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24 bands set for festival

Festival
Sep. 26, 2012 @ 08:23 PM

HUNTINGTON -- To get an idea of the blossoming local music scene in Huntington, you've just got to catch up with Brandon Mitchell for a second.

Mitchell, who works at Route 60 Music by day, is hosting nine wildly diverse bands Thursday night at his house show venue Funky Towne, and that's just the start of this weekend's super-sized order of local, live music.

On Saturday, Sept. 29, at Ritter Park Amphitheater -- the site of those 1970s local rock shows -- Mitchell, of the punk-rocked acoustic act Disappearing Man, joins two dozen other acts for the third annual Huntington Music and Arts Festival.

Top that off with nine more acts at HMAF's pre-and-post-fest club parties and you've got 33 indie bands playing live just at fest events alone.

Kicking off at noon Saturday with the homegrown jam of songwriter Mark Smith, the Fest rolls non-stop music that doesn't wind down until back-to-back sets by raucous rockers, The Heptanes and The Demon Beat beginning around 8:30 p.m.

"I am just excited there is a fest going on in Huntington," said Mitchell, who is booking a two-week tour in New England and Canada to support a December record release. "The fact that it is really eclectic and the fact that it is so many sounds makes it that much better. It's nice to be able to see what we really have in Huntington and what's going on. A lot of times you look at different genres and you don't see that much but you put it all together and it is a lot."

Organizer and local musician, Ian Thornton said in spite of incredible challenges the first couple of years, the collective soul of the music scene has carried on, growing the fest and that is reflecting a growing scene.

The event has grown from 15 acts and about 300 people in attendance in the first year to 22 acts and more than 600 people attending last year.

Thornton said this year they hope to fill the 1,000-seat amphitheater to see the best of regional bands including: The Demon Beat, Bill Fox, The Carpenter Ants, The Heptanes, John Lancaster, Fletcher's Grove, Rozwell Kid, AC30, Qiet, Sly Roosevelt, Sasha Colette and the Magnolias, Blue Ring and Coyotes in Boxes.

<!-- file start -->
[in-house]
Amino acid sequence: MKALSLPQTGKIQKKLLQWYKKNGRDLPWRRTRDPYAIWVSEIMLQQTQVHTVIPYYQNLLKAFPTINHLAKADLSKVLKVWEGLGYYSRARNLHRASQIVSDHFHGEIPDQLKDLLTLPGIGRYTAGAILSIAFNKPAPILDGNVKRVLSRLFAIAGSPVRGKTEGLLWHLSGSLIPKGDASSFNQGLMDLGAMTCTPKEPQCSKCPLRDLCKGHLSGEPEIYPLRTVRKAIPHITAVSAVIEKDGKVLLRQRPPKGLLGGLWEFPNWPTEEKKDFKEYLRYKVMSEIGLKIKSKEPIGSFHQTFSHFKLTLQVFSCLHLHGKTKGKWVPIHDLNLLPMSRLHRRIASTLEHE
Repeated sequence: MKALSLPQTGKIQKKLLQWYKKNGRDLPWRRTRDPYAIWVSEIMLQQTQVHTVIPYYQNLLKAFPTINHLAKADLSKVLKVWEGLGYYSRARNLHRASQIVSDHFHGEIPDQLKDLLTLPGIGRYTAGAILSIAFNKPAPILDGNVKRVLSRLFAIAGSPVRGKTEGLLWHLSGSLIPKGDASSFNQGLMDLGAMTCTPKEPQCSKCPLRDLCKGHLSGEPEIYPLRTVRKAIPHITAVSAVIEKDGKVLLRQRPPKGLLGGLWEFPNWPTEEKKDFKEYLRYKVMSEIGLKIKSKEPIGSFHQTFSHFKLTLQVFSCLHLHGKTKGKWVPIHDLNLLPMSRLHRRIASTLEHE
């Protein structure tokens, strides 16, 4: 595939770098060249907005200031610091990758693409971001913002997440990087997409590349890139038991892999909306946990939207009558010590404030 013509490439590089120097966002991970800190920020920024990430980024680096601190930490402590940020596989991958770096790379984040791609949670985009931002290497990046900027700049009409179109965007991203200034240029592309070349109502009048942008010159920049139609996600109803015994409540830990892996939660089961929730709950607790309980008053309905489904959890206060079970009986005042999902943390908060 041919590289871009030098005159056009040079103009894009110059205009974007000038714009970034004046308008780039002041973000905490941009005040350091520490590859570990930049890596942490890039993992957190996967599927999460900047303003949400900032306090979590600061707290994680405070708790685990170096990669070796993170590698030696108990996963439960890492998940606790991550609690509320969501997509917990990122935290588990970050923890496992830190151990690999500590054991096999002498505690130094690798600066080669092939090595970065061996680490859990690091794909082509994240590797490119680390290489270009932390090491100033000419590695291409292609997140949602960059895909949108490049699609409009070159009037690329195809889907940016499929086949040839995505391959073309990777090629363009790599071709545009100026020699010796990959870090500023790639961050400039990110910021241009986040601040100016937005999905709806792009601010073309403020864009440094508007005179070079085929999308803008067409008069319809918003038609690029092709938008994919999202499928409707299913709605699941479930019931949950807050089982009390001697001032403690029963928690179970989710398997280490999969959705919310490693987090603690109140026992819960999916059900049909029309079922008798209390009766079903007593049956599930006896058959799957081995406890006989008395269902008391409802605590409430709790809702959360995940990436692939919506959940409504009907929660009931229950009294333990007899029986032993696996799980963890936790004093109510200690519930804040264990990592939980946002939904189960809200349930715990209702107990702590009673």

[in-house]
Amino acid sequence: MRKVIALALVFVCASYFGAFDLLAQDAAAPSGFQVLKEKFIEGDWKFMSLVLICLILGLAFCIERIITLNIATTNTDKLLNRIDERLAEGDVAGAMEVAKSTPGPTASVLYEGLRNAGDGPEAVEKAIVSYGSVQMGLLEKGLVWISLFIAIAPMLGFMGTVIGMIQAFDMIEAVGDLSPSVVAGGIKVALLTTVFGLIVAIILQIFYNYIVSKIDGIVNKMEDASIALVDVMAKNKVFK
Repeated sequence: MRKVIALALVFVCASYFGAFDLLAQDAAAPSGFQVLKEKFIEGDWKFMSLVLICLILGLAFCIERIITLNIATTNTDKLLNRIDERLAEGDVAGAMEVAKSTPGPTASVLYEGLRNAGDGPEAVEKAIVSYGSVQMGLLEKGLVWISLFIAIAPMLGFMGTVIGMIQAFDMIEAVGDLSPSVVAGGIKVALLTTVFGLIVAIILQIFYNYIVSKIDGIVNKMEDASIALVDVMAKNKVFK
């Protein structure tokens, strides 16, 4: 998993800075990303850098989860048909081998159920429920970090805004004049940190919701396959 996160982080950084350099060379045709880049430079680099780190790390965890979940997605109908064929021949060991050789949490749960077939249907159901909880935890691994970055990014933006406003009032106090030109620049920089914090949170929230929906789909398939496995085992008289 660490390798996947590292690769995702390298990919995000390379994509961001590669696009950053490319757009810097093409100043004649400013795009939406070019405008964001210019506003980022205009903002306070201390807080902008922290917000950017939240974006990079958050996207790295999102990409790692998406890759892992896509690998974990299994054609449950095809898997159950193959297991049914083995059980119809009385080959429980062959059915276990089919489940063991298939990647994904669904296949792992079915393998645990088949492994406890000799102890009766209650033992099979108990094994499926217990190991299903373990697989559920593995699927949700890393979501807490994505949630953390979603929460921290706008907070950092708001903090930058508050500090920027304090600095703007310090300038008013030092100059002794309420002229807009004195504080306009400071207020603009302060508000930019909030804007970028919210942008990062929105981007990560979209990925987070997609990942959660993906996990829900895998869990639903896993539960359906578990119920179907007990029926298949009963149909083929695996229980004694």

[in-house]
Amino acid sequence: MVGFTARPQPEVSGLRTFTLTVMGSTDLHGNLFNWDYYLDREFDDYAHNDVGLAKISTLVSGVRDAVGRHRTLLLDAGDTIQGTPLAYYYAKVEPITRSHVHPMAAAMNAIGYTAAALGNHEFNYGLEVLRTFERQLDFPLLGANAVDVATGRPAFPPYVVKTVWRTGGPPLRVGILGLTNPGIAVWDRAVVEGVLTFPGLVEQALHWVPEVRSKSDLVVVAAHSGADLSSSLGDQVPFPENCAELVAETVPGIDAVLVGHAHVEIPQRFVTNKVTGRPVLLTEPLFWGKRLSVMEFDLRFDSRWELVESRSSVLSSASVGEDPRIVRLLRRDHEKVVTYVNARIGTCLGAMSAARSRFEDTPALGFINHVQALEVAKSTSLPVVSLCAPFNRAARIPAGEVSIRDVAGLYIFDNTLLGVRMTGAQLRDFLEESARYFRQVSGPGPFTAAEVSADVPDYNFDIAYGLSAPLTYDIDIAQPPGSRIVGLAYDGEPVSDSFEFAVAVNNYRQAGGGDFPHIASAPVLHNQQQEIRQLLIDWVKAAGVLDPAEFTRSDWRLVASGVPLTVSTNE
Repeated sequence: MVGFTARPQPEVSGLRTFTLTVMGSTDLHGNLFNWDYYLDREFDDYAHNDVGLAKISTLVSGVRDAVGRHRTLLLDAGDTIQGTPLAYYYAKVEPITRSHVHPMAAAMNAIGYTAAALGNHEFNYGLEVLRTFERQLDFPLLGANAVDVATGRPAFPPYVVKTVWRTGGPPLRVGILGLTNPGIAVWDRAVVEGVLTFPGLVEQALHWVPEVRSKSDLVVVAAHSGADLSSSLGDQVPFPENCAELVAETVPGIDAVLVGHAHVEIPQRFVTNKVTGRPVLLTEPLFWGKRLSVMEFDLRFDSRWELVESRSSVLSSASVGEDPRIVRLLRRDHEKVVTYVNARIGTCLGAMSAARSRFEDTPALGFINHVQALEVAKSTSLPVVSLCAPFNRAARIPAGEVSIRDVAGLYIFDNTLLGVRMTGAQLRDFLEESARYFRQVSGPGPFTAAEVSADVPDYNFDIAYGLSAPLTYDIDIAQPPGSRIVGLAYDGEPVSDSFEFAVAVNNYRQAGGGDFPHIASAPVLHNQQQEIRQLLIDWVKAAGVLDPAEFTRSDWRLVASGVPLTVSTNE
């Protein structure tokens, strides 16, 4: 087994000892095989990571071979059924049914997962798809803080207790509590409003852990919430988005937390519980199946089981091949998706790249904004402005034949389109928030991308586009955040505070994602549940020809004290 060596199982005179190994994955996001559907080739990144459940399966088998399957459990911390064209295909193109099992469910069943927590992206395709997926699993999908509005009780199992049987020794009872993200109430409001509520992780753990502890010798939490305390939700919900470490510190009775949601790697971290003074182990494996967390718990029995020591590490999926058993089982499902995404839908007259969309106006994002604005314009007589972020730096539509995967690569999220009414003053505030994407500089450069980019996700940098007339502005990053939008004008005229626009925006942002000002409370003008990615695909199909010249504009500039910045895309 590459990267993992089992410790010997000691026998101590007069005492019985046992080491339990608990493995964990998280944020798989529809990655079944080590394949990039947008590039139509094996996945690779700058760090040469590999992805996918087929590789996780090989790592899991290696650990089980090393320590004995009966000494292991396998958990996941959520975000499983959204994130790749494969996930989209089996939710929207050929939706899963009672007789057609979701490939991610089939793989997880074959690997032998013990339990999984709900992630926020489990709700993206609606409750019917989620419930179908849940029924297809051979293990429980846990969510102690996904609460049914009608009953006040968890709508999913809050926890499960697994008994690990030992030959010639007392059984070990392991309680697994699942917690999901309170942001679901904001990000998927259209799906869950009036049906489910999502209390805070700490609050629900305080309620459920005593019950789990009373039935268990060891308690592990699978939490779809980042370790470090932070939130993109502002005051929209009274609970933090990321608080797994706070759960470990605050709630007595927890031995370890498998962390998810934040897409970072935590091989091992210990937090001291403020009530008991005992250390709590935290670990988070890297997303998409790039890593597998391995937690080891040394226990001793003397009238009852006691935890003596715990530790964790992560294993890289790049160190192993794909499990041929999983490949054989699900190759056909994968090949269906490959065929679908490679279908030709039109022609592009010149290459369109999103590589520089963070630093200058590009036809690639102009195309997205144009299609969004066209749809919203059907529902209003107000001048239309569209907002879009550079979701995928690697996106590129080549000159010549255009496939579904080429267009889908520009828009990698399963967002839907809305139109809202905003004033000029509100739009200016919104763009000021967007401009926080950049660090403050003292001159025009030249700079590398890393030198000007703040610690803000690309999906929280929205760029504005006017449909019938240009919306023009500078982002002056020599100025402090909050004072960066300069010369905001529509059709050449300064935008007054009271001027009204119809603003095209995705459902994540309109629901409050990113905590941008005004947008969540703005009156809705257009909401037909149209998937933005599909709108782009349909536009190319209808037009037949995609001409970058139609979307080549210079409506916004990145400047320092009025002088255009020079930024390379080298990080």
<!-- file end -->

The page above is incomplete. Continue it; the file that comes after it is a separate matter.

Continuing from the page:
There's also a second acoustic songwriter stage including such acts as Richie Tipton, Mark Smith, Grim Charles, Adam Benz, Modock Rounders, Cody Lynch, Nick Shelton, Jordan Andrew Jefferson, The Disappearing Man, Chris Strathman and Erik Woods.

Tickets are $15 advance or $20 at the gate. Admission is free for children 12 and under. Advance tickets are on sale at Route 60 Music in Barboursville, as well as The V Club and Black Sheep Burrito and Brews.

There will be a full slate of food vendors including Black Sheep Burrito and Brews, as well as beer vendors and soft drinks by Pepsi. There will also be a dozen art vendors.

"From the get go it was small and grassroots, and we just all did what we could and let it go," said Thornton, who plays bass and sings in the band AC30, which last year put out a vinyl release and toured regionally. "I think we are starting to see that growth happening now. Not that it's easier after three years because we are trying to do more, and I am putting more on myself to make it bigger."

Like a prism, the fest offers a glance through the looking glass at a myriad of genres, of both bands and solo acoustic acts, as well as a blend of both established nationally-known acts such as The Carpenter Ants, to college-aged artists like Modock Rounders, just now making a name for themselves.

Main acts play 25 minute sets. Acoustic acts bang out a 10-minute-or-so set while bands take turns setting up the stage for another act.

The only non-West Virginia act on the bill is a rare regional performance by Cleveland-based cult hero, Bill Fox, who fronted the rock band The Mice before morphing into an underground songwriting hero. Last year, Fox had an unreleased song become the anthem of the viral video, "Faces, Signs and Sentiments at Occupy Wall Street."

"He is one of those guys that when you find a Bill Fox fan they are so enthusiastic that you've got to go hear his music," Thornton said. "We're really excited to bring him down. It's one of our high marks."

In the first couple years, the Fest dialed back the clock to pay homage to bands that fueled the scene from a reunion of former Jive Records artists American Minor to last year's appearance by reggae-rockers Rasta Rafiki.

This year, Thornton called on two local rock heavyweights, rockabilly-blasters The Heptanes, who're back after several years of retirement, as well as Huntington-based modern rock solo artist, John Lancaster, who also fronted the popular '90s Huntington band, CHUM.

"That was my thought that we should dabble a bit into the Huntington scene history," Thornton said. "I wasn't on the scene but we had a great scene in the 1990s and you hear about all of those great shows at the Drop Shop and Gumby's, and so I definitely wanted to bring in those guys who were blazing the shows then. That as well as bring in the new guys like Coyotes in Boxes and Blue Ring. I wanted to connect all the scenes -- past, present and future."

Thornton and fellow promoters Adam Harris and Bud Carroll have kept the bills fresh with more than half new acts each year.